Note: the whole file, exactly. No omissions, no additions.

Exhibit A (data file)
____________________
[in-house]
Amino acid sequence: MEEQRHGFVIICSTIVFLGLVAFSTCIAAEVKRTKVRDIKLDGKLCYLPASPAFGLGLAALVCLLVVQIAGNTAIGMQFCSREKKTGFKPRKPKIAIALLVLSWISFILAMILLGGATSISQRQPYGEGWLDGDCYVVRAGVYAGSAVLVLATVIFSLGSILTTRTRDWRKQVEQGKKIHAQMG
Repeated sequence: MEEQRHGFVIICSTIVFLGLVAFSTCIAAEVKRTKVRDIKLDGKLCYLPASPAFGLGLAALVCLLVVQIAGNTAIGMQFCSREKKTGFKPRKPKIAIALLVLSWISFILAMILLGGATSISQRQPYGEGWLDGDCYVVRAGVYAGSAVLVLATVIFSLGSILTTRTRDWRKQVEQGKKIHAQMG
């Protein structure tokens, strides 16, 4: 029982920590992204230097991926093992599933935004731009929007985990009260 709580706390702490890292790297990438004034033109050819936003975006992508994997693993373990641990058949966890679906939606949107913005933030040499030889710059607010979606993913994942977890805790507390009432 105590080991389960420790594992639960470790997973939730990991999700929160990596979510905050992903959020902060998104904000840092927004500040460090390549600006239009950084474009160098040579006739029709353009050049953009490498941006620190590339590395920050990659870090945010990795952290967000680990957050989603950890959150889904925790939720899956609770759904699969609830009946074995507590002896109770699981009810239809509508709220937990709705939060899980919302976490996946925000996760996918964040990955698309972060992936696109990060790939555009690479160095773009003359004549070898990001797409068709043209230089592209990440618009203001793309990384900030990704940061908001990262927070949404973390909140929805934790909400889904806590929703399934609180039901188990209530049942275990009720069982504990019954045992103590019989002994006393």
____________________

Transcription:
[in-house]
Amino acid sequence: MEEQRHGFVIICSTIVFLGLVAFSTCIAAEVKRTKVRDIKLDGKLCYLPASPAFGLGLAALVCLLVVQIAGNTAIGMQFCSREKKTGFKPRKPKIAIALLVLSWISFILAMILLGGATSISQRQPYGEGWLDGDCYVVRAGVYAGSAVLVLATVIFSLGSILTTRTRDWRKQVEQGKKIHAQMG
Repeated sequence: MEEQRHGFVIICSTIVFLGLVAFSTCIAAEVKRTKVRDIKLDGKLCYLPASPAFGLGLAALVCLLVVQIAGNTAIGMQFCSREKKTGFKPRKPKIAIALLVLSWISFILAMILLGGATSISQRQPYGEGWLDGDCYVVRAGVYAGSAVLVLATVIFSLGSILTTRTRDWRKQVEQGKKIHAQMG
């Protein structure tokens, strides 16, 4: 029982920590992204230097991926093992599933935004731009929007985990009260 709580706390702490890292790297990438004034033109050819936003975006992508994997693993373990641990058949966890679906939606949107913005933030040499030889710059607010979606993913994942977890805790507390009432 105590080991389960420790594992639960470790997973939730990991999700929160990596979510905050992903959020902060998104904000840092927004500040460090390549600006239009950084474009160098040579006739029709353009050049953009490498941006620190590339590395920050990659870090945010990795952290967000680990957050989603950890959150889904925790939720899956609770759904699969609830009946074995507590002896109770699981009810239809509508709220937990709705939060899980919302976490996946925000996760996918964040990955698309972060992936696109990060790939555009690479160095773009003359004549070898990001797409068709043209230089592209990440618009203001793309990384900030990704940061908001990262927070949404973390909140929805934790909400889904806590929703399934609180039901188990209530049942275990009720069982504990019954045992103590019989002994006393």